A screw closure is a mechanical device which is screwed on and off of a "finish" on a container. Either continuous threads or lugs are used. It must be engineered to be cost-effective, to provide an effective seal (and barrier), to be compatible with the contents, to be easily opened by the consumer, often to be reclosable, and to comply with product, package, and environmental laws and regulations. Some closures need to be tamper resistant and have child-resistant packaging features. A tamper-evident band is a common tamper warning for screw caps of bottles, for example.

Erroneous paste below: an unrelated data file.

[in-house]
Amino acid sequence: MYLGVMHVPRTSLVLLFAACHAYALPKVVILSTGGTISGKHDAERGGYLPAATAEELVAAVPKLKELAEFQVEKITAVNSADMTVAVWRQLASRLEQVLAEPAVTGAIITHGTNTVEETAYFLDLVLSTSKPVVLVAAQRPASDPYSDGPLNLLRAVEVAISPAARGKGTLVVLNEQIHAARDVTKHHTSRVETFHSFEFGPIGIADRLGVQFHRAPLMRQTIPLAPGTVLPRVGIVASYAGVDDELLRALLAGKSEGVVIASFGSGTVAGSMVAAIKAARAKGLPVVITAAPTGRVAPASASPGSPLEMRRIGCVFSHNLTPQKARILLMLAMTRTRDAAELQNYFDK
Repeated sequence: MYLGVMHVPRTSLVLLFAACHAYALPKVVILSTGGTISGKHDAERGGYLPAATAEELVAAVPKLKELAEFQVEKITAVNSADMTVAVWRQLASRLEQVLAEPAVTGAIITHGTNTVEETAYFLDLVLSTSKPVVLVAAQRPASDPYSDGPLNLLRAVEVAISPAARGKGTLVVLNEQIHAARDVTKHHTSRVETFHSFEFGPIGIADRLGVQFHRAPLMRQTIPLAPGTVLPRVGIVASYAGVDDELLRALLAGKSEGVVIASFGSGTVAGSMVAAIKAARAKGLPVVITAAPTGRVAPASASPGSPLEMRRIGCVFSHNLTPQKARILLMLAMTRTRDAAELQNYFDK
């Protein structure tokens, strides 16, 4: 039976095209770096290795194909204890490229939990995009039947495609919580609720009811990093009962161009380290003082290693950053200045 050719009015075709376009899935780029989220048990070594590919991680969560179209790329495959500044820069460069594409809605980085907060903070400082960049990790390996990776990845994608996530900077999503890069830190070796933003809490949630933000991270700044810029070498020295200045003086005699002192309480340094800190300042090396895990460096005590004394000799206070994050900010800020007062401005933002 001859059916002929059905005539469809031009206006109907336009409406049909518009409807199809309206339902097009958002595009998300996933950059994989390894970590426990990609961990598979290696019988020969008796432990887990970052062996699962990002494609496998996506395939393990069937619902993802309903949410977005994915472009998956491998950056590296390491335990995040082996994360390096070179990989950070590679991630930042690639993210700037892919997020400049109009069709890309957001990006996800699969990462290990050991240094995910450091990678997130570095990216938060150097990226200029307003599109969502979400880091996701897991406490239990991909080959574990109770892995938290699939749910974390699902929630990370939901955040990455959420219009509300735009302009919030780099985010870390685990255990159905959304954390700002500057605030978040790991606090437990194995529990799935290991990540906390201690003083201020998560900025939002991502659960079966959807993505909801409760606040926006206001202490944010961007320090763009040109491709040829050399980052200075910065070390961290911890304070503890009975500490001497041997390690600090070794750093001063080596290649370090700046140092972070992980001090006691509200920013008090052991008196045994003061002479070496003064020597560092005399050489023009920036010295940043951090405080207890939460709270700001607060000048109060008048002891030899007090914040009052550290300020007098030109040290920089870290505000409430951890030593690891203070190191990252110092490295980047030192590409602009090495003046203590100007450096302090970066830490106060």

Screw caps' use as an alternative to cork for sealing wine bottles is gaining increasing support. A screw cap is a metal cap that screws onto threads on the neck of a bottle, generally with a metal skirt down the neck to resemble the traditional wine capsule ("foil"). A layer of plastic (often PVDC), cork, rubber, or other soft material is used as wad to make a seal with the mouth of the bottle.
Sake bottles are almost universally closed with screw caps (some are packed in barrels, or novelty bottles).
- Soroka, W, "Fundamentals of Packaging Technology", IoPP, 2002, ISBN 1-930268-25-4
- Yam, K. L., "Encyclopedia of Packaging Technology", John Wiley & Sons, 2009, ISBN 978-0-470-08704-6
- Prlewe, J. Wine from Grape to Glass. NY: Abbeville Press, 1999.
- Wayne J. Mortensen and Brian K. Marks, The Failure of a Wine Closure Innovation: A Strategic Marketing Analysis,
- ASTM D3474 Standard Practice for Calibration and Use of Torque Meters Used in Packaging Applications
-  New Zealand Screw Cap Initiative